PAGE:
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Pitiful performance by the defense puts coordinator Mel Tucker on the hot seat

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Updated: January 25, 2014 6:25AM



Bears defensive coordinator Mel Tucker seemed to anticipate that a question about his future was coming. A miserable performance such as the 54-11 throttling his defense endured Sunday in Philadelphia against the Eagles would put the proverbial nail in a lot of coaches’ coffins at this time of year.

So is he worried about his future with the team?

“No, I don’t [worry about it],” Tucker said Monday. “I just stay focused on the task at hand and working to teach, motivate and develop and work with these guys and get them ready for the next outing, and that’s really my main focus.”

Coach Marc Trestman recently praised Tucker for literally that kind of work during his first season in charge of the defense. It was all the blood, sweat and tears that Tucker had invested in the rookies and other young players that Trestman highly valued and commended.

But the Eagles’ ability to amass 514 yards of total ­offense with little resistance in Week 16 of a season that has seen the Bears free-fall as a team defensively is more than alarming. It’s arguably the biggest red flag in a season full of many.

In other words, has Tucker’s body of work become a fireable offense?

Opponents have accumulated a franchise-worst 5,840 yards against the Bears, which includes a whopping 2,423 yards on the ground. If the Green Bay Packers’ running backs repeat what they did in their first meeting, this Bears team also will go down as the worst run defense in franchise history. Only the 1973 defense is worse, ­giving up 2,509 rushing yards in 14 games. These Bears have allowed 21 rushing touchdowns, which ties the second-most in team history.

Tucker called the loss against the Eagles “a very disappointing outing” where “we took a step back” after signs of progress in victories against the Dallas Cowboys and Cleveland Browns.

According to Tucker, the Eagles, who ran for 289 yards and four touchdowns, have primarily five runs coming out of different formations. He said the Bears missed at least 20 tackles.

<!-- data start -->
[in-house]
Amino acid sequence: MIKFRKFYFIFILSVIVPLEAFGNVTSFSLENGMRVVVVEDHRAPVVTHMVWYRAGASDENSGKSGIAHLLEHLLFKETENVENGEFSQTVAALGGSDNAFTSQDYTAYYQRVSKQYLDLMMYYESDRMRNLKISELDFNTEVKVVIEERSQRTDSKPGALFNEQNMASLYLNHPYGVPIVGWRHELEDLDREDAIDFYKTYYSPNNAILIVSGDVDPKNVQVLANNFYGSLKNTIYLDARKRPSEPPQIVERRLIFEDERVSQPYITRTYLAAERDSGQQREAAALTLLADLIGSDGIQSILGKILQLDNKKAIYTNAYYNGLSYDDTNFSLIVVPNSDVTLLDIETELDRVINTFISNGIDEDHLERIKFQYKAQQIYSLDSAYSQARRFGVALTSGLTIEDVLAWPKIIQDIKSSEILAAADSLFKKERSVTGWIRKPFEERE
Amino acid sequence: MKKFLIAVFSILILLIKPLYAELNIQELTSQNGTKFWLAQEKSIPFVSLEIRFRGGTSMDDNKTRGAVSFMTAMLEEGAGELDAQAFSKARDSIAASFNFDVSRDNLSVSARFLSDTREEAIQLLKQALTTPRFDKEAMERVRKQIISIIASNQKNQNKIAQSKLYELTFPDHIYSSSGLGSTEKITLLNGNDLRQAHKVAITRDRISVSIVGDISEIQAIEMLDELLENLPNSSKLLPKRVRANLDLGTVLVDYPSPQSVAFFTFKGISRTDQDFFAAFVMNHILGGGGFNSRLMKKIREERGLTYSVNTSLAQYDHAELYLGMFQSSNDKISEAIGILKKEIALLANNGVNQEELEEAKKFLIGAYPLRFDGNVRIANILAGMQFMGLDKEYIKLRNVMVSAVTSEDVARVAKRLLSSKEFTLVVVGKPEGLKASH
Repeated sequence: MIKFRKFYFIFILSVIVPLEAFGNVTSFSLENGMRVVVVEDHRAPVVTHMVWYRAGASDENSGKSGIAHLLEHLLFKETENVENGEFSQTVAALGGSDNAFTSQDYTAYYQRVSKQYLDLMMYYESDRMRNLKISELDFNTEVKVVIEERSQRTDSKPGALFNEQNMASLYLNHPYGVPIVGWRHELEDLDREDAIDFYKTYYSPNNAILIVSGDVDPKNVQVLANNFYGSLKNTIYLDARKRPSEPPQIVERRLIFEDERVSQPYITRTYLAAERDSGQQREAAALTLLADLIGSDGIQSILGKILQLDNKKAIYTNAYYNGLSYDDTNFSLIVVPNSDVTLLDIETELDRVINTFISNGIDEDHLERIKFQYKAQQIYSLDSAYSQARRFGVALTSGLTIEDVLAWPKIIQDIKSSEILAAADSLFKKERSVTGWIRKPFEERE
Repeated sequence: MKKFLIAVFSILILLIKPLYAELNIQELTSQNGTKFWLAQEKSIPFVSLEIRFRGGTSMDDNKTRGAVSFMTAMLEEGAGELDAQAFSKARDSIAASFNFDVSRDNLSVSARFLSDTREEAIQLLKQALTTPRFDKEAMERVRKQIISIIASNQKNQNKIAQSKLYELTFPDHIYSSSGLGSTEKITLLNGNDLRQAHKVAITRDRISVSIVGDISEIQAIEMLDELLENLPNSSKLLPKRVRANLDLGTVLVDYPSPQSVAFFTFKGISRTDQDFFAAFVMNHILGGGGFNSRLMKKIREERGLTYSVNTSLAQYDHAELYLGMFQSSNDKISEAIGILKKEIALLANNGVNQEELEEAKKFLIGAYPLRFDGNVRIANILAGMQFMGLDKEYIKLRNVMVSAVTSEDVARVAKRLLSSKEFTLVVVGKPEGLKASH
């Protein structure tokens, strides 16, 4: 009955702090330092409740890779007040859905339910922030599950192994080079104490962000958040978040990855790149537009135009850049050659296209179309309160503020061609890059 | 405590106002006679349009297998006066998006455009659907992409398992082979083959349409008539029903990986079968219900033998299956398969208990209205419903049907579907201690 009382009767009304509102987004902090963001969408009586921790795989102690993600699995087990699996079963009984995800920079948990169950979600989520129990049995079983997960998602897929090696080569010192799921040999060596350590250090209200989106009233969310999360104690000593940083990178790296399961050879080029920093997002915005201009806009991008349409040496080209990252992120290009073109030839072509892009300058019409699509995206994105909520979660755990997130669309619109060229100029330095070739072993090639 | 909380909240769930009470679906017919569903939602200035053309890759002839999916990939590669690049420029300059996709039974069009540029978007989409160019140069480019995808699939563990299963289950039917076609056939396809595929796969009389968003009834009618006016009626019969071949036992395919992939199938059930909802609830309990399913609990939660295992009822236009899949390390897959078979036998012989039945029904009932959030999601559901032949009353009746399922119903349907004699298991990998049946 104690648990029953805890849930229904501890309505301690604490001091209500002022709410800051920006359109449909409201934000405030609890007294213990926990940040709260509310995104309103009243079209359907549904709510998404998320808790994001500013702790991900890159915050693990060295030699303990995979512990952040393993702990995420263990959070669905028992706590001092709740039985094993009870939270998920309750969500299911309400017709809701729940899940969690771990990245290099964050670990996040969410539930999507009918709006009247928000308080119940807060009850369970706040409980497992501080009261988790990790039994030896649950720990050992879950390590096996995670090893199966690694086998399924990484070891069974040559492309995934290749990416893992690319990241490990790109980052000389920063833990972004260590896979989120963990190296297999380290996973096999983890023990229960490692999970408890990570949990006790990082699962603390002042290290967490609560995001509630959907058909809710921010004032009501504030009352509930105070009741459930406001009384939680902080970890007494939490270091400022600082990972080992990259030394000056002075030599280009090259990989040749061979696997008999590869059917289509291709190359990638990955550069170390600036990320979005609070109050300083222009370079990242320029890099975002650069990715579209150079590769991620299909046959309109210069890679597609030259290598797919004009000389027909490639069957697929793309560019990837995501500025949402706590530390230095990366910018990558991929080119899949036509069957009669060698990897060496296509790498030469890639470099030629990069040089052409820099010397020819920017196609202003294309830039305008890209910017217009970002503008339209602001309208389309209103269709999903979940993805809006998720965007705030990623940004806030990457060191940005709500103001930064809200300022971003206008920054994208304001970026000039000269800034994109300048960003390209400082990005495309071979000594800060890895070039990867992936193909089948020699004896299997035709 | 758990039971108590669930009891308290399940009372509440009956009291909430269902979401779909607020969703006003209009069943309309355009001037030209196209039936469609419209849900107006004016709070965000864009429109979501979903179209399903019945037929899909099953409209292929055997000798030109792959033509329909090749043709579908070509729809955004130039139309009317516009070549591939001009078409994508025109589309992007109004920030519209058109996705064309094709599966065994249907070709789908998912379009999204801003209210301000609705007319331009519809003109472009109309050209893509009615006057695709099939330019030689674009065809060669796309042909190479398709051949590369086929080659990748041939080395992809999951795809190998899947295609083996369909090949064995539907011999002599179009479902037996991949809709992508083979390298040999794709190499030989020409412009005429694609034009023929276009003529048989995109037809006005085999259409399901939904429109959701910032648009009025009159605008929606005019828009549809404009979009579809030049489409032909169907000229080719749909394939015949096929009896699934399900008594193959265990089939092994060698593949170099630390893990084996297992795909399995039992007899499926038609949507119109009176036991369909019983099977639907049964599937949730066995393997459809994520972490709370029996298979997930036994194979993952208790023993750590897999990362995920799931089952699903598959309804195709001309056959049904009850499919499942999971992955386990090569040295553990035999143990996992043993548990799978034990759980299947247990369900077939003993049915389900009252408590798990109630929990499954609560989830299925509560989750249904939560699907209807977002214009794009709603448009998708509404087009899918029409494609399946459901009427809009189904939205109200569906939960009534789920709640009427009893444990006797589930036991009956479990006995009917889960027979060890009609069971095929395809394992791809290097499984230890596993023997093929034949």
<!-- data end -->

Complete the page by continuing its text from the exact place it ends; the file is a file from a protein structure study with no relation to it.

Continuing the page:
“Sometimes we’re in the right place, but we’re just not winning the one-on-ones or you missed a tackle,” Tucker said.

Trestman had even stronger words.

“Defensively, it was a poor performance,” he said. “We missed a lot of tackles. We weren’t efficient in the red zone. We weren’t efficient on third down. We couldn’t get off the field, couldn’t contain the quarterback. Our screen fits weren’t good.”

Tucker was dealt a tough hand to begin with. Replacing former coach Lovie Smith as the man in charge of the defense wasn’t going to be a smooth transition, even if he kept the terminology the same.

The number of injuries and the caliber of players lost to them have been colossal detriments, causing Tucker to change his practices so the rookies get more instruction and work on fundamentals. And it’s not as though Tucker can race out on the field, get in position, fill gaps and make tackles himself.

With the defense due for a makeover because of all the expiring contracts, Tucker might get a second chance to really put his stamp on the defense by abandoning all things Lovie.

If anything, Trestman still believes in him.

“I said this throughout the last two weeks: We did see some work moving forward,” Trestman said. “And the guys took a step backward. The only way I can evaluate it is presently. Two weeks of getting a little better at what we were doing — not where we want to be — and a week where we took a step back.”

Email: ajahns@suntimes.com

Twitter: @adamjahns



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